Photographs, documents and artefacts from the reign of Muammar Gaddafi are to go on display for the first time in London, giving a new perspective into the country during the tyrant's rule.
The exhibition, named 'The Gaddafi Archives - Libya before the Arab Spring', has been put together by Human Rights Watch, for June's London Festival of Photography, at Slade Research Centre in London's Woburn Square.
The gallery includes rare images of Gaddafi with politicians and friends, cataloguing his 30-year grip on the country.
Beginning with the reign of King Idris, the collection of over 1,000 photos spans the reign of Libya's first and last king, Gaddafi's coup and exiling of the king, to the dictator's grisly end in 2011.
An undated picture of Gaddafi basking in the desert with friends
During Gaddafi's reign, much of Libya was hidden from the West, meaning the photos unveil the realities of life under Gaddafi in the country.
The exhibition claims to "look behind the "grip and grin" smiles of the political photo-op propaganda to reveal what was really going on."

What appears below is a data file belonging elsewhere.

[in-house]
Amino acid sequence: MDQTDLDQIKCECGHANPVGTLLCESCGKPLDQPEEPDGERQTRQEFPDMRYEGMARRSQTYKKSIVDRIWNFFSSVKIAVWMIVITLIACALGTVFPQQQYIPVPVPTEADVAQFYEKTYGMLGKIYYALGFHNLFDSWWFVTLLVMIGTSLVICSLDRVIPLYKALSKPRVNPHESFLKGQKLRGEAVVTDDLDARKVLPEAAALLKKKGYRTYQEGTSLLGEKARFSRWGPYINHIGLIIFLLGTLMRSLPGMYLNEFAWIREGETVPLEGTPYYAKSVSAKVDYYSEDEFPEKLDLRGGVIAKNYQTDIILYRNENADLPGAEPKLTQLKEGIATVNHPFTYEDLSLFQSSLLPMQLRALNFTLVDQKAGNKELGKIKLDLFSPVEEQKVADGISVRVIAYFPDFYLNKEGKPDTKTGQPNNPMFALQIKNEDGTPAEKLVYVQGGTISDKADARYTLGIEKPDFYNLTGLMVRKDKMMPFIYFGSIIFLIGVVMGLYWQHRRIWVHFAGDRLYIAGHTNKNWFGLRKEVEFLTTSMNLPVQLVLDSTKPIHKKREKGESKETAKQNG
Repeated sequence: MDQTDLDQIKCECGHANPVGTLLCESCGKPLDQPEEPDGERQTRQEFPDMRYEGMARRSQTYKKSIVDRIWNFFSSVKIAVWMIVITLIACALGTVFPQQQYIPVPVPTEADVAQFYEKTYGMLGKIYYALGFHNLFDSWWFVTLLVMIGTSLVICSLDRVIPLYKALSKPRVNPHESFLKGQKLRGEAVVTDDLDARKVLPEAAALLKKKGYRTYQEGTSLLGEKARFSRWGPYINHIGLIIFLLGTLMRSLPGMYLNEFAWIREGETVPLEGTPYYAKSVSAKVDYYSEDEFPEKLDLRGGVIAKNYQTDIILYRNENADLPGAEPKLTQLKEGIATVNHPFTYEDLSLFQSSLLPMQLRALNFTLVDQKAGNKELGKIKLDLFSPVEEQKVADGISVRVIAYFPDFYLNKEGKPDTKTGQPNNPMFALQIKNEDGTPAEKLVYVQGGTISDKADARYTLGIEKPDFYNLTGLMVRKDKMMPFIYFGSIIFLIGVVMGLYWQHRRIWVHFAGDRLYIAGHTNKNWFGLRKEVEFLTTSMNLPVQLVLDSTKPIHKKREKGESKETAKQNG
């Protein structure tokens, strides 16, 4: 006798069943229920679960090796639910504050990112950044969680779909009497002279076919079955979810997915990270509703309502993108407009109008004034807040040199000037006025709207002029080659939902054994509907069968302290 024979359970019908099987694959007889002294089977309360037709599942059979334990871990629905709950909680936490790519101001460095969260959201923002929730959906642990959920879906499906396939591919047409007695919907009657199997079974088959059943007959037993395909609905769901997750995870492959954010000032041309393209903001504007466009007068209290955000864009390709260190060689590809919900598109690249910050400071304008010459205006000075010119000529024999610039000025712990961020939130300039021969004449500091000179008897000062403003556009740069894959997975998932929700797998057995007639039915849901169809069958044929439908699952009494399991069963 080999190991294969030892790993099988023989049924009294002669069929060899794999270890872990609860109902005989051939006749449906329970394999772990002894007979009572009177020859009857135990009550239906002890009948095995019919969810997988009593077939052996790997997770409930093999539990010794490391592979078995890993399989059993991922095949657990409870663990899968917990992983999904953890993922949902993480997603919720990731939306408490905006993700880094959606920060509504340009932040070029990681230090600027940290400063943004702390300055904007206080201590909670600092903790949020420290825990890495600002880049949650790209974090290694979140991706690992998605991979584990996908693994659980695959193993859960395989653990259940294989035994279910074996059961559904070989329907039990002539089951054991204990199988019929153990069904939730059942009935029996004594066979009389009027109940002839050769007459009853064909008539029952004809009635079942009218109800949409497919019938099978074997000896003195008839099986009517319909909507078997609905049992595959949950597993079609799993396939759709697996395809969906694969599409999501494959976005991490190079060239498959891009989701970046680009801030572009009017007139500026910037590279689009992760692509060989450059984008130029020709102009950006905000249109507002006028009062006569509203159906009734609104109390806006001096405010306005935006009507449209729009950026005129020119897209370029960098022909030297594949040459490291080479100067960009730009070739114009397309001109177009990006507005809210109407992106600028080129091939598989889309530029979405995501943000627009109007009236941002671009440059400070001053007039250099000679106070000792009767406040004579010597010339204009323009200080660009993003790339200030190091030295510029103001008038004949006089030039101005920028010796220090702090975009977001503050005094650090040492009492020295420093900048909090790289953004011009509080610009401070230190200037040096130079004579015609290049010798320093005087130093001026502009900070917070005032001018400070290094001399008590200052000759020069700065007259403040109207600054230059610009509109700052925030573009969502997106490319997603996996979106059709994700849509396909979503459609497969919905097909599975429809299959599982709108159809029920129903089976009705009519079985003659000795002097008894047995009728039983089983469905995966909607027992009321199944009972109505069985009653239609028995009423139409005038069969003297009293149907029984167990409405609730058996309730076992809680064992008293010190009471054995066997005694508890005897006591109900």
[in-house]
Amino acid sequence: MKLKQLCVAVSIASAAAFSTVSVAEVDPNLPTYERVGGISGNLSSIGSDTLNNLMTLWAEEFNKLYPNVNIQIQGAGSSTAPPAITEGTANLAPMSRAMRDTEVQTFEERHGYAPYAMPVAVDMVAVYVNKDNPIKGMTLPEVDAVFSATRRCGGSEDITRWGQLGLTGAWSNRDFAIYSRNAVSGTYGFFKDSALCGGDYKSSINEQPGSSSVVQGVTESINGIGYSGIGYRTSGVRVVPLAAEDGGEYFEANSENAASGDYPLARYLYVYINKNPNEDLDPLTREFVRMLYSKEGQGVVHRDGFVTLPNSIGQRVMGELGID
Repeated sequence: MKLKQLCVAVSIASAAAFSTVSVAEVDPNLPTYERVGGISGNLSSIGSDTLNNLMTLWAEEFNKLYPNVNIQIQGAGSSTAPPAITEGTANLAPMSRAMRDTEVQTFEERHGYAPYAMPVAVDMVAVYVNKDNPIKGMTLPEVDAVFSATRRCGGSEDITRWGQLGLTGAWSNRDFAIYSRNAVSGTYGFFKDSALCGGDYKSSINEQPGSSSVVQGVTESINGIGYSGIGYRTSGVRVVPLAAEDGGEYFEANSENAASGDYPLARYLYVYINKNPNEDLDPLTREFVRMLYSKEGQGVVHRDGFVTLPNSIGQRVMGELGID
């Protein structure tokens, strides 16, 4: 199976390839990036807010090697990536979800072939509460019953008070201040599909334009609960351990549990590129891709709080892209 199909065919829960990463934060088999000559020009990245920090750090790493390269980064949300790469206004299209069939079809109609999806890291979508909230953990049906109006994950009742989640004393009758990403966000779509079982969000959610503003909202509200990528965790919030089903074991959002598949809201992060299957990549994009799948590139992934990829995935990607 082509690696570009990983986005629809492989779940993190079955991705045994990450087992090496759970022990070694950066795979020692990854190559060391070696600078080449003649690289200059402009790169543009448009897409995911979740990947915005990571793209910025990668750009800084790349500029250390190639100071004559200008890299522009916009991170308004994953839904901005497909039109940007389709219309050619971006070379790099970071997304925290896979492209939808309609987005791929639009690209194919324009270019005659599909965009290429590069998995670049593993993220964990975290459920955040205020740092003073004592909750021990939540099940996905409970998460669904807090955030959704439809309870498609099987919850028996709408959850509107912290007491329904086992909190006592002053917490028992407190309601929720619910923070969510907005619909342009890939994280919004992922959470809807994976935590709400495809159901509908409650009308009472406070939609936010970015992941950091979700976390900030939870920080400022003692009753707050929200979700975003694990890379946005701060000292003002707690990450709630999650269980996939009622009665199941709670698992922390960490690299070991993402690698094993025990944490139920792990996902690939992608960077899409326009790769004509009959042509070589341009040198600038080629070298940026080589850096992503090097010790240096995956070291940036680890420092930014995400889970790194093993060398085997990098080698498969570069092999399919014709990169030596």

Many of the photos have been gathered since the fall of Gaddafi, from Libyan ministries and even his personal residences, collected by Human Rights Watch emergency director Peter Bouckaert.
President Nasser of Egypt, Colonel Gaddafi and President Gaafar Nimiery wave to crowds in Benghazi sports stadium, December 1969
As well as the vast catalogue of pictures, the exhibition will be the discussion of a number of talks and workshops on Libya's past, present and future, as well as what it says about symbolism and iconography of dictators, modern revolutions and photojournalism in dangerous environments.
'The Gaddafi Archives - Libya before the Arab Spring', 21-29 June, Slade Research Centre, Woburn Square
To see more of the photos that will be featured, click through our slideshow below... (WARNING: one GRAPHIC image at end of slideshow)